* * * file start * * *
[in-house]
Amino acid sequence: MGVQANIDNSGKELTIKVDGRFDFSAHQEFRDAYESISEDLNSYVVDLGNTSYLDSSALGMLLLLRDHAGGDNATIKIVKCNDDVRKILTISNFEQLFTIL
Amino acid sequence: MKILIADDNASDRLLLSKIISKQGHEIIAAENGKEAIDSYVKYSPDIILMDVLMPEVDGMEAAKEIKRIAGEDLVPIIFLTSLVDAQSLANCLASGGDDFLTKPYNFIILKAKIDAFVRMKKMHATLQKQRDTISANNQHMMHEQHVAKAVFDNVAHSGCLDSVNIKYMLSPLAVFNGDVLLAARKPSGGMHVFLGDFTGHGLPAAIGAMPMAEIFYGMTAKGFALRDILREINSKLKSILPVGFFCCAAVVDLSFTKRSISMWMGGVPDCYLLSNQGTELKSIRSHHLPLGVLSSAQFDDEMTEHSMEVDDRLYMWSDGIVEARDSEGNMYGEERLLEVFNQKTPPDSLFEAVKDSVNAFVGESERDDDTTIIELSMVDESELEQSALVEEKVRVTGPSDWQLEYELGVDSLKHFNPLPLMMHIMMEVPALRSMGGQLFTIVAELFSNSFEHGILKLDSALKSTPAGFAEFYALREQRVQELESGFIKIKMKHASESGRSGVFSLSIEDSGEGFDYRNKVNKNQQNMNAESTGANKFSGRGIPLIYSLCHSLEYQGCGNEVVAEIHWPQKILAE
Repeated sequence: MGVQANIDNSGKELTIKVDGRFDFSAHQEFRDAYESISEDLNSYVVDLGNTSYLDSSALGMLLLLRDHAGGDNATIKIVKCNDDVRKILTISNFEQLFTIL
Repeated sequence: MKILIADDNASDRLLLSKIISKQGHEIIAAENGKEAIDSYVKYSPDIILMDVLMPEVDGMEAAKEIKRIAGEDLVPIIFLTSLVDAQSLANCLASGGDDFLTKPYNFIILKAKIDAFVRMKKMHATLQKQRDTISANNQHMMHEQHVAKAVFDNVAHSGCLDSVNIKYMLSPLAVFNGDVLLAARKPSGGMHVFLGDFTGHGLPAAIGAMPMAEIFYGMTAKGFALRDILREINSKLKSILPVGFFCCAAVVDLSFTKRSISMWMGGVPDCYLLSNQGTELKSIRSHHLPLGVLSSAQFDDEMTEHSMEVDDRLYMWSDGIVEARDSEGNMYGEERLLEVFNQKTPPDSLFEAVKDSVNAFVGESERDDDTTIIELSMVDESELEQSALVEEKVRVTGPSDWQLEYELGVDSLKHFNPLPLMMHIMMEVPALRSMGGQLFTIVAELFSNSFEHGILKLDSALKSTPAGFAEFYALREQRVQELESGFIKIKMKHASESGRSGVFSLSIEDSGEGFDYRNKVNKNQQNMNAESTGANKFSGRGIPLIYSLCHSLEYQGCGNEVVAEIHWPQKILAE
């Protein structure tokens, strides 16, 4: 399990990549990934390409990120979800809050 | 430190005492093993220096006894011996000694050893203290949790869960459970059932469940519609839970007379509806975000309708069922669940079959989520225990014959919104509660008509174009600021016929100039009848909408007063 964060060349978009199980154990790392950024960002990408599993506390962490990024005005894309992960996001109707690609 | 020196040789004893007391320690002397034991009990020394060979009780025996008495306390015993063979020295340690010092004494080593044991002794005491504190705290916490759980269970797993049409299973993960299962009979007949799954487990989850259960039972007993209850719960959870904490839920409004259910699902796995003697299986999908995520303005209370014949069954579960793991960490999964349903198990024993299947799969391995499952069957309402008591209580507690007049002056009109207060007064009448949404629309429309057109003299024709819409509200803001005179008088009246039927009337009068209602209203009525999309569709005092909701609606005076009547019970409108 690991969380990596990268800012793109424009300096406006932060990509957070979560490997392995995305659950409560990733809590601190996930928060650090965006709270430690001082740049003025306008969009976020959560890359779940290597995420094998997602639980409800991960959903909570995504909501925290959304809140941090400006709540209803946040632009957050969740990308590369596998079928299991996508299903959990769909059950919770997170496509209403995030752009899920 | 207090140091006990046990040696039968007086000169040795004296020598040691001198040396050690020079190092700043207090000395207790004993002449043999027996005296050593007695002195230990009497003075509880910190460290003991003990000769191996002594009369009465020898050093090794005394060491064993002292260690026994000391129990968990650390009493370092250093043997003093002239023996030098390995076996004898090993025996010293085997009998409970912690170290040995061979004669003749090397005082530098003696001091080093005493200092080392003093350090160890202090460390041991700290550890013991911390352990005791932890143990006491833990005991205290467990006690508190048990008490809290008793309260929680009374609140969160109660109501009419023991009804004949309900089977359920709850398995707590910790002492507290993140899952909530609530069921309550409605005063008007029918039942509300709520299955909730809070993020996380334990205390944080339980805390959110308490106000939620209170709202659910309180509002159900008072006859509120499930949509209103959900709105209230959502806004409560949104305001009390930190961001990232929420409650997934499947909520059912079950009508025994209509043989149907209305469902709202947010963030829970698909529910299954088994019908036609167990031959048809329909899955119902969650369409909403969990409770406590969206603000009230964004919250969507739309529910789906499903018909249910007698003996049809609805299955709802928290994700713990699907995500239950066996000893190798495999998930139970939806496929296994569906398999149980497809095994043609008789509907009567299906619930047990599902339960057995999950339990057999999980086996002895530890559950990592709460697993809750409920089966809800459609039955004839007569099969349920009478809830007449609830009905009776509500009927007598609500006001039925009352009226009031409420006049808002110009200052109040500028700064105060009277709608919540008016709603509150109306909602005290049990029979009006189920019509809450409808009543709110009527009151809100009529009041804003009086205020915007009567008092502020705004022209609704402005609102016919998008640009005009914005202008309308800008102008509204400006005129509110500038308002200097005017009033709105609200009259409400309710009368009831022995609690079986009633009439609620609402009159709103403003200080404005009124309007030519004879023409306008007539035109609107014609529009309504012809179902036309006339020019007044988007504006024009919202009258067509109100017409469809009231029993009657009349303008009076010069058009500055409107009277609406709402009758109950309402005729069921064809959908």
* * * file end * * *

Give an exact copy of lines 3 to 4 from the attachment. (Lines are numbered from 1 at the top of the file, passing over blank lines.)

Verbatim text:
Amino acid sequence: MKILIADDNASDRLLLSKIISKQGHEIIAAENGKEAIDSYVKYSPDIILMDVLMPEVDGMEAAKEIKRIAGEDLVPIIFLTSLVDAQSLANCLASGGDDFLTKPYNFIILKAKIDAFVRMKKMHATLQKQRDTISANNQHMMHEQHVAKAVFDNVAHSGCLDSVNIKYMLSPLAVFNGDVLLAARKPSGGMHVFLGDFTGHGLPAAIGAMPMAEIFYGMTAKGFALRDILREINSKLKSILPVGFFCCAAVVDLSFTKRSISMWMGGVPDCYLLSNQGTELKSIRSHHLPLGVLSSAQFDDEMTEHSMEVDDRLYMWSDGIVEARDSEGNMYGEERLLEVFNQKTPPDSLFEAVKDSVNAFVGESERDDDTTIIELSMVDESELEQSALVEEKVRVTGPSDWQLEYELGVDSLKHFNPLPLMMHIMMEVPALRSMGGQLFTIVAELFSNSFEHGILKLDSALKSTPAGFAEFYALREQRVQELESGFIKIKMKHASESGRSGVFSLSIEDSGEGFDYRNKVNKNQQNMNAESTGANKFSGRGIPLIYSLCHSLEYQGCGNEVVAEIHWPQKILAE
Repeated sequence: MGVQANIDNSGKELTIKVDGRFDFSAHQEFRDAYESISEDLNSYVVDLGNTSYLDSSALGMLLLLRDHAGGDNATIKIVKCNDDVRKILTISNFEQLFTIL